Conrad v. Griffey (57 U.S. 38)/Opinion of the Court
|Conrad v. Griffey (57 U.S. 38) by
Opinion of the Court
Crowley v. Page, 7 Carrington & Payne, 789, (32 Com. Law Rep. 737.) 'If the witness made a previous contradictory statement, in writing, on a matter relevant to the issue, he may be asked, on cross-examination, whether the paper containing it is in his handwriting; and if he admit it, that will entitle the other side to read it; and if he contradicts the evidence of the witness, he may be called back to explain it.' 4 Harrison's Dig. 2948, No. 11.
Yeos v. The State, 4 Eng. R. 42. 'Where a witness has made a different statement from the one made by him on the trial, he is not thereby discredited, unless the discrepancy is wilful.'
Story v. Saunders, 8 Humph. R. 663. 'When the deposition of a witness is taken, evidence of his having made contradictory statements are not admissible to impeach his testimony, unless an opportunity to explain had been first offered him.'
The contradictory statement offered in this case was the witness's testimony on a previous trial.
In Everson v. Carpenter, 17 Wend. 419, referring to the requisites for admitting a written instrument by way of contradiction, Cowen, J., said: 'It was introduced, with the proper preliminary question to the witness, whether he had made the indenture and the representation about to be imputed to him. He answered with such explanations as occurred to him. Here was all the precaution required by this kind of examination by the Queen's case and others.'
In Kimball v. Davis, 19 Wend. 437, Nelson C. J. considered this question at length, in a case where the defendant offered to prove that witnesses who had been examined undera commission, had subsequently made statements contradicting their written testimony. The marginal note of his decision is in these words:
'The declarations of witnesses whose testimony has been taken under a commission, made subsequent to the taking of their testimony, contradicting or invalidating their testimony as contained in the depositions, is inadmissible in evidence, if objected to; the only way for the party to avail himself of such declarations, is to sue out a second commission; such evidence is always inadmissible until the witness whose testimony is thus sought to be impeached, has been examined upon the point, and his attention particularly directed to the circumstances of the transaction, so as to furnish him an opportunity for explanation or exculpation.'
This case went to the Court of Errors, and is reported in the 25th of Wend., 259, where it was affirmed. Walworth, Chancellor, there said: 'I concur with the Supreme Court in the opinion that it was improper to give the declarations of the witnesses in evidence without giving them, in the first place, an opportunity to explain; and the fact that the witnesses had been examined under a commission did not prevent the operation of the principle upon which the rule is founded.'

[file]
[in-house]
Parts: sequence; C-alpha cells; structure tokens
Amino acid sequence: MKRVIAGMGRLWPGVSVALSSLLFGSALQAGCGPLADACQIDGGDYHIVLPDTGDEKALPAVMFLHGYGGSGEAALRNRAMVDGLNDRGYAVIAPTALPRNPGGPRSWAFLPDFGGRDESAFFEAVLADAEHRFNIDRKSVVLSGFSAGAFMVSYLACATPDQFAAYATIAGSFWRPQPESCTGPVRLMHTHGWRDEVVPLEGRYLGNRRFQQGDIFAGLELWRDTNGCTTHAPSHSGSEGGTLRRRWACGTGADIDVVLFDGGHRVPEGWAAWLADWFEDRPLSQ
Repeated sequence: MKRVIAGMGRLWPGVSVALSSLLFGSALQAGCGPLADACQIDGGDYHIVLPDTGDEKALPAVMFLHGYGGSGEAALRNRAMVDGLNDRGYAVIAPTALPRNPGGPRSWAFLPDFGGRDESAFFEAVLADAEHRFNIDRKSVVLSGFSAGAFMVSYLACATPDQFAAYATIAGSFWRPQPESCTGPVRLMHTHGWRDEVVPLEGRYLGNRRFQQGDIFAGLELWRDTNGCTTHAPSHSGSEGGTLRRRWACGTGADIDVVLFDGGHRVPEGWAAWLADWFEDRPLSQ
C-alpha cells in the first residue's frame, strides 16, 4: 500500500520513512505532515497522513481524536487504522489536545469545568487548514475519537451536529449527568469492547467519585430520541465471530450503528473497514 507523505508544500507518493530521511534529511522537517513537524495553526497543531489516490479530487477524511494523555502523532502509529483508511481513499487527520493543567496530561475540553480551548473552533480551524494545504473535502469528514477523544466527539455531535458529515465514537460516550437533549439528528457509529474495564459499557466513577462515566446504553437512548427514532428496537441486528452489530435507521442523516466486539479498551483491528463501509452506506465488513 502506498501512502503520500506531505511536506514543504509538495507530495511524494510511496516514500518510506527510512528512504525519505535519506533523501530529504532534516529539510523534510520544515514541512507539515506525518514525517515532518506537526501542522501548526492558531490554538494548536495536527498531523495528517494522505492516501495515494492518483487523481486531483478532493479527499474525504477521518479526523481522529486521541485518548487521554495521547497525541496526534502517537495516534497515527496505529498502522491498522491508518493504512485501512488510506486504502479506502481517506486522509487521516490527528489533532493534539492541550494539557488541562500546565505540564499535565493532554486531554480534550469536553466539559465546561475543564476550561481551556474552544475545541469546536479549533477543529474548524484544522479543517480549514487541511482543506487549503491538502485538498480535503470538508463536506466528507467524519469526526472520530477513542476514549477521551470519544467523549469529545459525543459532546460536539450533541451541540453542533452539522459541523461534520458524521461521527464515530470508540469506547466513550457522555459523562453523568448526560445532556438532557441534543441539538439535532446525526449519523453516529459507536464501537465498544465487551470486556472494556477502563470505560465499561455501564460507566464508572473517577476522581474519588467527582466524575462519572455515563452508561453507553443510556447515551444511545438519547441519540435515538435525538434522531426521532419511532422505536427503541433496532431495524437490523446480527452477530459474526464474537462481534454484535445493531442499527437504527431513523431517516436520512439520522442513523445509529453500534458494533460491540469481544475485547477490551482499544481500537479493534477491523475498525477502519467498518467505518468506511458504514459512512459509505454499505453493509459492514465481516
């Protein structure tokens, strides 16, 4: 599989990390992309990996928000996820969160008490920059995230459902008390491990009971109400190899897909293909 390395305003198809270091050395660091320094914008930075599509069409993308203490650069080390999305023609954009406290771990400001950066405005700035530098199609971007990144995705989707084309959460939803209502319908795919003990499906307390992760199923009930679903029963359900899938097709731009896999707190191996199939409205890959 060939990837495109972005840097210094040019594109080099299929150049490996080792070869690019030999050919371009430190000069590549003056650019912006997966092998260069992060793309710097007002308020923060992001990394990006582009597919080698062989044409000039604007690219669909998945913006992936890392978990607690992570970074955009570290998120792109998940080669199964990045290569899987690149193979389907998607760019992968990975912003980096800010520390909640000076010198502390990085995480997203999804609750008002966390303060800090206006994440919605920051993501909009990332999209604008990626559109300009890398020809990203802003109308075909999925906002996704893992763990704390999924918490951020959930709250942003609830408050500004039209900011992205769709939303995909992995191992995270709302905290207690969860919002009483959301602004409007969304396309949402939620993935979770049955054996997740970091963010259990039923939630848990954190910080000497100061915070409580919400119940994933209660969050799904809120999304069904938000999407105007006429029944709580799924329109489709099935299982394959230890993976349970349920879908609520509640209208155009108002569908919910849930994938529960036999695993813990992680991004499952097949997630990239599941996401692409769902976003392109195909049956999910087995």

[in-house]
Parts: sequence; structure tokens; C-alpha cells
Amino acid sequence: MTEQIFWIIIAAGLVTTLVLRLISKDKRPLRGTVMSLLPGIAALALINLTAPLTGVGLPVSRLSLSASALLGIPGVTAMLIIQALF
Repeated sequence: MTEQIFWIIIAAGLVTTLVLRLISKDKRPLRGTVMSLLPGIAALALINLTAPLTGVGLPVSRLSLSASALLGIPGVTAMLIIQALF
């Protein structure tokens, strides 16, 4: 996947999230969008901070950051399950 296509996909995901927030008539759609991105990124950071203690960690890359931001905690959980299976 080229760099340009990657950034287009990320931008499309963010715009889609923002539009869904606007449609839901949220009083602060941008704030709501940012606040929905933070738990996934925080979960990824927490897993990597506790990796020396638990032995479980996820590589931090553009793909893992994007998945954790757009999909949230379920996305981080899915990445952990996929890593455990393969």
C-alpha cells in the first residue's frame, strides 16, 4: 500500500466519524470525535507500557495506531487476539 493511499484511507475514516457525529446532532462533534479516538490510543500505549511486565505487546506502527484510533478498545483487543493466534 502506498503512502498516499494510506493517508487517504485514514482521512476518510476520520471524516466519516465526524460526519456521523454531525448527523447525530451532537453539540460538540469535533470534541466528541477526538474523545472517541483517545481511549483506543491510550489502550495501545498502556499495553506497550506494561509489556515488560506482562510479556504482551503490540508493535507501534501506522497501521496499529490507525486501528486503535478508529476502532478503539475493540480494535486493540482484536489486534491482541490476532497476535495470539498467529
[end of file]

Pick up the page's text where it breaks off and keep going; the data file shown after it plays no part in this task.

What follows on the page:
Edwards, Senator, said he was satisfied with Chief Justice Nelson's reasoning on this question.
Howell v. Reynolds, 12 Alabama R. 128. 'The rule that a witness cannot be contradicted by proof of previous counter declarations, either written or verbal, applies to testimony taken by deposition, and if such supposed contradictory declarations exist at the time the deposition is taken, the witness must have an opportunity afforded him of explaining it, if in his power. 'The reason of the rule is, that he may have it in his power to explain the apparent contradiction, and the rule is the same, whether the declaration of the witness supposed to contradict his testimony be written or verbal.' 3 Stark. Ev. 1741. 'The question is usually made when the witnesses are examined orally in open court, and in our opinion it must also apply to testimony taken by deposition, as the deposition is a mere substitute for the witness; and we can perceive no reason why a witness testifying in this should not be entitled to the same protection as if he had testified orally, in the presence of the court and jury. If this paper existed when the plaintiff was notified that the deposition of the witness was to be taken, and was informed by the interrogatories of the testimony the witness was expected to give, it was his duty to give him an opportunity of explaining it, if he could, and reconciling it with the evidence he then gave, if there was any real or apparent contradiction between them.'
Mr. Justice McLEAN delivered the opinion of the court.
This is a writ of error to the Circuit Court of the United States, for the Eastern District of Louisiana.
This action was brought to recover the balance of three thousand seven hundred and eighty-one dollars and fifty-eight cents, claimed to be due under a contract to furnish, deliver, and set up, on the plantation of the defendant, in the parish of Boton Rouge, a steam-engine and sugar-mill boilers, wheels, cane carriers, and all other things necessary for a sugar-mill; all which articles were duly delivered.